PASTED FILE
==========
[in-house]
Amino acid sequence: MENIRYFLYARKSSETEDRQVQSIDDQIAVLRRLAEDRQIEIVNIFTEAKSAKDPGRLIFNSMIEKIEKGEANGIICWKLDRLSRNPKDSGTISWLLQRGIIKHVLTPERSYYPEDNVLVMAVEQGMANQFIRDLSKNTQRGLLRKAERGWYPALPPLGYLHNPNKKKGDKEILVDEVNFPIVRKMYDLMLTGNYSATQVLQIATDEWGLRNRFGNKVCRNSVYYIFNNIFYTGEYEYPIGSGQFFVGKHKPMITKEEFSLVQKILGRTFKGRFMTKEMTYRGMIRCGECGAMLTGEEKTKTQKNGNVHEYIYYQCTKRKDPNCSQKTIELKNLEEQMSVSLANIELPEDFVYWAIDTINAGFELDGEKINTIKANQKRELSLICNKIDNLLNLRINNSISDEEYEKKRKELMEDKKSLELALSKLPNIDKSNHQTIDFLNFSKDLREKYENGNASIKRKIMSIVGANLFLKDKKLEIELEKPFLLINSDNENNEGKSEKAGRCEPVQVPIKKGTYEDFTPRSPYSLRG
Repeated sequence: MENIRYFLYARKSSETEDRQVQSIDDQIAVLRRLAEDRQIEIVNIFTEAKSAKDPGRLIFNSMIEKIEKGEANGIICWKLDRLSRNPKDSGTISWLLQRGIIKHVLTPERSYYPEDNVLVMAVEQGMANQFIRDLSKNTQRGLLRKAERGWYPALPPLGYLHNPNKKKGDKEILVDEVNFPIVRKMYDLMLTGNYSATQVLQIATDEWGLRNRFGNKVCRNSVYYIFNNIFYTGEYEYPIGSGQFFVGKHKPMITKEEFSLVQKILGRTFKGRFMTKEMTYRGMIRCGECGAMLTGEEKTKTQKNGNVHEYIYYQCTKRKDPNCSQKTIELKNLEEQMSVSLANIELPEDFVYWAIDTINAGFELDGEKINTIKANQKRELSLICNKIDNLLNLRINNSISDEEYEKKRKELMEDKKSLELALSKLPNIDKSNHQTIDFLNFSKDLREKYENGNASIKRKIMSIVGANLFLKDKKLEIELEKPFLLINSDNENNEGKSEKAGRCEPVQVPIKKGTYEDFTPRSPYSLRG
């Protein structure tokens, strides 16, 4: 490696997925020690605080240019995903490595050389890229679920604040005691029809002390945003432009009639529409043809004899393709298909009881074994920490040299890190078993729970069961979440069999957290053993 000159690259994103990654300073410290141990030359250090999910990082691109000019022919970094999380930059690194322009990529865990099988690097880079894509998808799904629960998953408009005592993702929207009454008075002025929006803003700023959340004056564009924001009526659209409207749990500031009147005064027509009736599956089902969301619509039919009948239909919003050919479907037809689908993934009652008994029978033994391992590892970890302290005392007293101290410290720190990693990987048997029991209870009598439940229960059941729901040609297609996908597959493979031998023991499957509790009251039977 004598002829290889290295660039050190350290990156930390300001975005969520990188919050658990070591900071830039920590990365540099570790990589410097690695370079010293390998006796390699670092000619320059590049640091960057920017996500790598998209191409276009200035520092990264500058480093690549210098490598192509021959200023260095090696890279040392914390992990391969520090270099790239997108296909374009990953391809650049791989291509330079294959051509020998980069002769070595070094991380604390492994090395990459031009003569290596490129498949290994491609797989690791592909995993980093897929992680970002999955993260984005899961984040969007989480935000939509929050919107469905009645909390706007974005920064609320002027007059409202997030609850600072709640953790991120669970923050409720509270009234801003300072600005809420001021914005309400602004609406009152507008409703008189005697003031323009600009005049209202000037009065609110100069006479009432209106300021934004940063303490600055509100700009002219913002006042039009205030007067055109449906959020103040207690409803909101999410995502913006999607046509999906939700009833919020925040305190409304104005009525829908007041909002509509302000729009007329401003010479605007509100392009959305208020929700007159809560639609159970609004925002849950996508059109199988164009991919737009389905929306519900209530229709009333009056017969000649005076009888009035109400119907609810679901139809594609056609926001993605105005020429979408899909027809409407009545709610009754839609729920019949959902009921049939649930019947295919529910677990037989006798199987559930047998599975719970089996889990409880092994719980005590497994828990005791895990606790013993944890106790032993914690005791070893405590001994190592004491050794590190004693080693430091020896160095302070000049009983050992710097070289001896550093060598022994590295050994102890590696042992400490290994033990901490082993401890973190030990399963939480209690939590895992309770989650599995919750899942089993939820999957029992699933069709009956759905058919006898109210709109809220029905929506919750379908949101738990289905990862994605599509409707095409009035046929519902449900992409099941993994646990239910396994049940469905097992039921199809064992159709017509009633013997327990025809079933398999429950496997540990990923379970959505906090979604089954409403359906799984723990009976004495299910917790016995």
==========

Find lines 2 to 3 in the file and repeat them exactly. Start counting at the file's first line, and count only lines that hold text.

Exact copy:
Amino acid sequence: MENIRYFLYARKSSETEDRQVQSIDDQIAVLRRLAEDRQIEIVNIFTEAKSAKDPGRLIFNSMIEKIEKGEANGIICWKLDRLSRNPKDSGTISWLLQRGIIKHVLTPERSYYPEDNVLVMAVEQGMANQFIRDLSKNTQRGLLRKAERGWYPALPPLGYLHNPNKKKGDKEILVDEVNFPIVRKMYDLMLTGNYSATQVLQIATDEWGLRNRFGNKVCRNSVYYIFNNIFYTGEYEYPIGSGQFFVGKHKPMITKEEFSLVQKILGRTFKGRFMTKEMTYRGMIRCGECGAMLTGEEKTKTQKNGNVHEYIYYQCTKRKDPNCSQKTIELKNLEEQMSVSLANIELPEDFVYWAIDTINAGFELDGEKINTIKANQKRELSLICNKIDNLLNLRINNSISDEEYEKKRKELMEDKKSLELALSKLPNIDKSNHQTIDFLNFSKDLREKYENGNASIKRKIMSIVGANLFLKDKKLEIELEKPFLLINSDNENNEGKSEKAGRCEPVQVPIKKGTYEDFTPRSPYSLRG
Repeated sequence: MENIRYFLYARKSSETEDRQVQSIDDQIAVLRRLAEDRQIEIVNIFTEAKSAKDPGRLIFNSMIEKIEKGEANGIICWKLDRLSRNPKDSGTISWLLQRGIIKHVLTPERSYYPEDNVLVMAVEQGMANQFIRDLSKNTQRGLLRKAERGWYPALPPLGYLHNPNKKKGDKEILVDEVNFPIVRKMYDLMLTGNYSATQVLQIATDEWGLRNRFGNKVCRNSVYYIFNNIFYTGEYEYPIGSGQFFVGKHKPMITKEEFSLVQKILGRTFKGRFMTKEMTYRGMIRCGECGAMLTGEEKTKTQKNGNVHEYIYYQCTKRKDPNCSQKTIELKNLEEQMSVSLANIELPEDFVYWAIDTINAGFELDGEKINTIKANQKRELSLICNKIDNLLNLRINNSISDEEYEKKRKELMEDKKSLELALSKLPNIDKSNHQTIDFLNFSKDLREKYENGNASIKRKIMSIVGANLFLKDKKLEIELEKPFLLINSDNENNEGKSEKAGRCEPVQVPIKKGTYEDFTPRSPYSLRG